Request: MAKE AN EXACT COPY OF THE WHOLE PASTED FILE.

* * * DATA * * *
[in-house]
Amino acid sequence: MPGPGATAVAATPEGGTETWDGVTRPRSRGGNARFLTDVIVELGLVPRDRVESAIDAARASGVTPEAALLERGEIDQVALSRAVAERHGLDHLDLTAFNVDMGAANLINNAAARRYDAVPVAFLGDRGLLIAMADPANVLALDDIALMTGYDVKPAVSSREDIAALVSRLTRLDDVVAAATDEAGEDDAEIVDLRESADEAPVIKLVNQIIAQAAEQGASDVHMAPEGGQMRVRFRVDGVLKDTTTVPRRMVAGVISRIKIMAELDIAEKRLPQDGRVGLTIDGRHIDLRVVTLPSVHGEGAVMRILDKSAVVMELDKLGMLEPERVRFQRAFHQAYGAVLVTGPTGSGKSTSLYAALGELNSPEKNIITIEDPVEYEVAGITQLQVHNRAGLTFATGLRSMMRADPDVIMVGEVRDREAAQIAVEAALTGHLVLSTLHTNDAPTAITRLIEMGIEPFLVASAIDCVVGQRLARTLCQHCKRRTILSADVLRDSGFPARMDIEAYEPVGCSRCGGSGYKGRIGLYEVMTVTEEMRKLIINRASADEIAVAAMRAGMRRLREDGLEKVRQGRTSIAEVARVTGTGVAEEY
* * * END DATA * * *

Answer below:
[in-house]
Amino acid sequence: MPGPGATAVAATPEGGTETWDGVTRPRSRGGNARFLTDVIVELGLVPRDRVESAIDAARASGVTPEAALLERGEIDQVALSRAVAERHGLDHLDLTAFNVDMGAANLINNAAARRYDAVPVAFLGDRGLLIAMADPANVLALDDIALMTGYDVKPAVSSREDIAALVSRLTRLDDVVAAATDEAGEDDAEIVDLRESADEAPVIKLVNQIIAQAAEQGASDVHMAPEGGQMRVRFRVDGVLKDTTTVPRRMVAGVISRIKIMAELDIAEKRLPQDGRVGLTIDGRHIDLRVVTLPSVHGEGAVMRILDKSAVVMELDKLGMLEPERVRFQRAFHQAYGAVLVTGPTGSGKSTSLYAALGELNSPEKNIITIEDPVEYEVAGITQLQVHNRAGLTFATGLRSMMRADPDVIMVGEVRDREAAQIAVEAALTGHLVLSTLHTNDAPTAITRLIEMGIEPFLVASAIDCVVGQRLARTLCQHCKRRTILSADVLRDSGFPARMDIEAYEPVGCSRCGGSGYKGRIGLYEVMTVTEEMRKLIINRASADEIAVAAMRAGMRRLREDGLEKVRQGRTSIAEVARVTGTGVAEEY